The Batman


The Dark Knight Rises, the last of Christopher Nolan and Christian Bale’s Batman trilogy, was the second film I reviewed on this website when I started it nine years ago. Since then we’ve had six more films with this character*, half of them featuring Ben Affleck and half with a little Lego man playing the legendary superhero. These, it has to be noted, were far from being his second and third incarnations. Nope, there have been more Batmen than Bonds, more Dark Knights than Doctor Whos and markedly, more Caped Crusaders than Clark Kents. The is certainly not his first time hitting the streets of Gotham.

*seven if you count the young Bruce Wayne in Joker

The challenge for writer/director Matt Reeves then is to do something original with the character. One refreshing aspect of this first in a new trilogy/series/wider connected cinematic universe (let’s see where they go), is that this is indeed not his first time hitting the streets of Gotham. This Batman, like Tom Holland’s Spider-Man, arrives almost fully formed some time into his one man mission which is a bit of a relief. Thank god we didn’t have to watch his mother’s bloodied pearls fall to the floor again. Outside of this though it could be seen as business as usual; with Jim Gordon, the Bat Signal, the Bat Mobile, Penguin, Riddler, Catwoman, Alfred, Arkham Asylum etc etc etc.

Still though, this one manages not to feel quite like any other Batman film. First off the Bruce Wayne persona is totally different, there is no billionaire playboy here. This guy is leading a secret life but he’s not really leading a double one. There is a line about the mask being his true face but that doesn’t mean much when he is fundamentally the same person with his mask off or on. Most other interpretations of this hero, on screen at least, have been gone to great pains to show the contrasting sides of the man, but this one does not. Maybe this will come later but it is currently missing something because there are ways of keeping this in but still playing with it.

The Batman also works hard not to feel like a superhero film, having another genre more in its sites. If Joker was Taxi Driver pushed through the lens of the comic book story, then this does the same with LA Confidential or Zodiac. It is a million times more successful in this than Joker though as it gets the balance right and doesn’t insult its audience by asking them to examine real world issues alongside cartoon ones. This film is certainly gritty but it is still consciously depicting a fictional world. Also, in what I’d like to think is a deliberate challenge to Todd Phillips and Joaquin Phoenix’s movie, The Batman distinctly condemns incel culture, rather than giving it a poster boy.

In fact, The Batman is so successful as a dark crime thriller that I wonder if it would have been better without the Batman. The character and the mythology are so intertwined in the narrative that it is hard to separate them but there is a story here without the famous story. Similarly none of the great iconography in the film is actually connected to this. There is some fantastic imagery with cars and machine guns and explosions but none of it is around capes and cowls.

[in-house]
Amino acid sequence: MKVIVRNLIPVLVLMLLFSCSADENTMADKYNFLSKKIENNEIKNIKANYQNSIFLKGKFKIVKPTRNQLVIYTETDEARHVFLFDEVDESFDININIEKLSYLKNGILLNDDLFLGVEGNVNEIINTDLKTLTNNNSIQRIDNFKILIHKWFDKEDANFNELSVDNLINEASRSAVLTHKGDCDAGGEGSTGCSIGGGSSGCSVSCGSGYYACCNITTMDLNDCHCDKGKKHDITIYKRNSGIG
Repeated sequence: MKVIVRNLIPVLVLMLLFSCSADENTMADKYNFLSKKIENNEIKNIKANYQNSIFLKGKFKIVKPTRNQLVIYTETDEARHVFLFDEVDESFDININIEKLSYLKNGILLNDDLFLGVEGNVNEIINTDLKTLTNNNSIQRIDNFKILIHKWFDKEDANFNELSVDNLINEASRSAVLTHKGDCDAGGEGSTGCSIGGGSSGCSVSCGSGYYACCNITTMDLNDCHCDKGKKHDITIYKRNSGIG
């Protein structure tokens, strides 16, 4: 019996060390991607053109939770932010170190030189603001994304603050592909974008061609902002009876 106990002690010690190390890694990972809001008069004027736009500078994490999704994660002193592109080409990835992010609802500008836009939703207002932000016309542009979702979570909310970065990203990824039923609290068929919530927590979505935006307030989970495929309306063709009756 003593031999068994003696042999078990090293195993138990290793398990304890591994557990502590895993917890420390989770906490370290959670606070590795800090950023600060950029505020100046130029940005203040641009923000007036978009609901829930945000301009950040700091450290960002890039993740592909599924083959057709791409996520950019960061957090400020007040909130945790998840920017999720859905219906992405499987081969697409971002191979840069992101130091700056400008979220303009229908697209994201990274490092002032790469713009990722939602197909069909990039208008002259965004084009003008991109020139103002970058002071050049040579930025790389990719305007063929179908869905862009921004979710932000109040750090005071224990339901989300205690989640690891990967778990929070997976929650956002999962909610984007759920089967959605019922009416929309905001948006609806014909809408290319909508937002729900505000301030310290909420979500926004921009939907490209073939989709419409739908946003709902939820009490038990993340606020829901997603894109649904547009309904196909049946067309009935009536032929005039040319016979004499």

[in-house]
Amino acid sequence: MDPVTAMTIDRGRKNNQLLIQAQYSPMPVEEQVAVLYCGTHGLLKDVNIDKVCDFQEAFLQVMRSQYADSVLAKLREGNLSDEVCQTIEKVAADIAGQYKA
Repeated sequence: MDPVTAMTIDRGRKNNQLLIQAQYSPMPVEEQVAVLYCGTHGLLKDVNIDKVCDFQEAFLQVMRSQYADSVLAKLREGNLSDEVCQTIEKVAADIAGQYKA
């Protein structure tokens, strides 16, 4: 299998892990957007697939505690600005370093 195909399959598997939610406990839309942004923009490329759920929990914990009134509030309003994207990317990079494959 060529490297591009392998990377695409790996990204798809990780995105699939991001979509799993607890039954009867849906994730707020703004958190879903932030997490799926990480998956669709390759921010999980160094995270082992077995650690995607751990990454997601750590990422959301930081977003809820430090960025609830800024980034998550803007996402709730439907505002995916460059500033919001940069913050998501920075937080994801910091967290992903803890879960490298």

So it is that conversations about how Robert Pattinson compares to Bale, Keaton or Conroy are kind of redundant (there’s no conversation to have at all around any of the other actors). Pattinson is great but is still perhaps being more one note than he is capable of (see previous comments). It isn’t all on him though because around him is an excellent group of performers who work more as an ensemble than a supporting cast. Zoë Kravitz is a good Catwoman and again doesn’t play on the history of this like Anne Hathaway or Michelle Pfieffer did. Andy Serkis, rejoining Matt Reeves after the last two Planet of the Apes films, does what he needs to with Alfred and an unrecognisable Colin Farrell does a superb take on the Penguin. (Seriously, I looked and I looked but I could not see Colin Farrell in there at all.) Jeffery Wright is always effortlessly brilliant but his Jim Gordon might be the most standard interpretation of any of these characters. Best though, is Paul Dano as the Riddler, closing the book on a Batman villain as definitively as Heath Ledger did before him.

The question going into this was always going to whether or not we needed another Batman movie. The answer to that probably remains no but if you ask if we needed a new, epic cop drama with intrigue and action and that manages to keep you tightly engaged for its huge three hour running time, then it’s a yes.


The Ripley Factor:

You may have noticed when I was running through the cast earlier, that there was only one woman. To be fair I didn’t mention Jayme Lawson as mayoral candidate Bella Real but then I didn’t talk about John Tuturro, Peter Sarsgaard or Rupert Pendry-Jones either. This is undeniably a man heavy film but Kravitz is still a key part within it.

She is also key to the marketing which is no doubt about appealing to a wider audience but anyone that comes to it this way won’t be disappointed. Kravitz’s Catwoman is driven, capable and smart and they downplay the traditional sexiness of character, or at least they play it differently. When portrayed by Michelle Pfeiffer in 1992, Selina Kyle was a victim fighting back against a bullying patriarch whereas with Anne Hathaway in 2012 she was in command from her first moments. Here she is midway between these two things but it doesn’t feel like anything has gone backwards.

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